The patients receiving Poly-MVA along with standard treatments for their cancers tended toward improvement with respect to the objective parameters (weight, anemia, liver function, kidney function, etc.) that have been monitored by the professional staff at Angel Care. Dr. Ogilvie, a scientific purist of the highest caliber, cautions that there will always be some patients responding much better than others in any study, but even he seems to be impressed by the overall trend that has been observed so far.
When asked if he would recommend the use of Poly-MVA for veterinary cancer patients, Dr. Ogilvie responsed:
“Since starting studies with Poly-MVA, I have not personally benefited in any way financially in its use. In fact, we calculate a significant loss as we spend our time rechecking patients and collecting and cataloging data. I am, however, substantially rewarded daily by the many stories of enhanced health and wellness of my patients and of the lengthened time the animals have had with their familiesand the richness that this incredible relationship brings to their lives. I would not be involved in Poly-MVA research if I did not believe it would help the majority of my patients experience an improved quality of life. As for any benefits related to longer survival times, more formalized studies are needed before any definitive statements can be made regarding a statistically significant difference in survival.”
Dr. Ogilvie’s work with Poly-MVA has been strictly limited to its potential use as a supportive modality for veterinary cancer patients. Using the supplement for general health and wellness, as many pet owners do, is an entirely separate matter that is not related to the Angel Care Cancer Center study.
According to the dosage recommendations posted on the Poly-MVA for Pets website (http://www.polymvaforpets.com), when the supplement is used for routine wellness purposes, the recommended dose is one-fifth of one milliliter (ml) per five pounds of body weight, twice daily. (If a dosing dropper is requested when the product is ordered, it will be included at no charge.) For pets with compromised immune systems, such as those undergoing certain forms of chemotherapy or radiation treatments, the recommended dose according to the website would be one ml per five pounds of body weight, twice daily. Higher doses may be appropriate in certain circumstances. Pet owners with questions pertaining to dosage can call 1-866-765-9682 to be referred to a veterinarian who is familiar with Poly-MVA.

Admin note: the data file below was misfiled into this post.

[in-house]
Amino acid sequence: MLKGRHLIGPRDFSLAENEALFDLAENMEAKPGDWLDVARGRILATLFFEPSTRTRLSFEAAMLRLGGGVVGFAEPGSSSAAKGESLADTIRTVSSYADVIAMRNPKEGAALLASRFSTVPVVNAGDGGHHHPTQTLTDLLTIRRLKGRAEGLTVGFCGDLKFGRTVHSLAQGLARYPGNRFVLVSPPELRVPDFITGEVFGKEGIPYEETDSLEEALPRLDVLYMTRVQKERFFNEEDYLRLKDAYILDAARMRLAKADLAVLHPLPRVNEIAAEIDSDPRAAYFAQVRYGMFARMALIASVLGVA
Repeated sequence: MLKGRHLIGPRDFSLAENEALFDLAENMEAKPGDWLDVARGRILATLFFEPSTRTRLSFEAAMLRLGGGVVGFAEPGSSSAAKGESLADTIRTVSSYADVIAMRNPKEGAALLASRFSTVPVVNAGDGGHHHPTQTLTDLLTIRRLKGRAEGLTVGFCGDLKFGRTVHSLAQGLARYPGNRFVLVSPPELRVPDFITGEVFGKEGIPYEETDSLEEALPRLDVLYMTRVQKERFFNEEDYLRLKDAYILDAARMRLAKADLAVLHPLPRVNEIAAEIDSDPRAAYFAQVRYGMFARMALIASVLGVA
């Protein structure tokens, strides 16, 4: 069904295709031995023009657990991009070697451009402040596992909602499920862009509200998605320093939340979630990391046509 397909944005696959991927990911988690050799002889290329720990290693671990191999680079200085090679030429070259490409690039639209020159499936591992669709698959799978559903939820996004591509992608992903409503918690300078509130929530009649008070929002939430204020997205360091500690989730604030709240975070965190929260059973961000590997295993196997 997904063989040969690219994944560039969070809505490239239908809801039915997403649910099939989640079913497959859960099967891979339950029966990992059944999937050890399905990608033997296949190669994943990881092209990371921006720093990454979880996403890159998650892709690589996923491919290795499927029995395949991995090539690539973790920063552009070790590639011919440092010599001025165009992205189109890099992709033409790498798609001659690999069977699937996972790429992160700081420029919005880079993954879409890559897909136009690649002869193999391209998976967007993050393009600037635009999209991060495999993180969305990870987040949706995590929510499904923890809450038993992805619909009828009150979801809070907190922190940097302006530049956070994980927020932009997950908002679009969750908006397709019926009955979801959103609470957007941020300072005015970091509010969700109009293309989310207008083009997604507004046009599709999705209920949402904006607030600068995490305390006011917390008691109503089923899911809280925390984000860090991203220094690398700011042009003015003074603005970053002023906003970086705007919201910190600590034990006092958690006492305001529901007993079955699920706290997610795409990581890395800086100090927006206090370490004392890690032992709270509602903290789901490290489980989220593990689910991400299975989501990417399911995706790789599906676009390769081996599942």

In addition, I would like to share with you one veterinary cancer case that, while not related to Dr. Ogilvie’s work, happens to be particularly interesting. The patient, Chewie, an affectionate Chow Chow, is owned by a renowned board certified (human) cardiologist and nutritionist, who is author of several books and has been widely published in medical journals.
As a national speaker with an extensive following that includes readers, subscribers and other physicians, this cardiologist is one of the few people with a travel schedule as demanding as my own. Much of his writing is completed while he is traveling, including the following account of how Chewie was diagnosed with cancer. In his own words:
“Like most pet owners, I really love our three dogs. They are very important members of our family. And just as it is with our children, we get upset when they – the pets – have an upset with one another. Such was the case one day in September of 2005; my two beloved Chow Chows had a vicious run-in with one another over a Milk Bone. The older Chow, Chewie, took the brunt of it. Her mouth was bleeding, and it was the next day before she calmed down enough for me to be able to get a good look at her injury. I felt so badly when I saw that one of her back molars was hanging loose in its socket.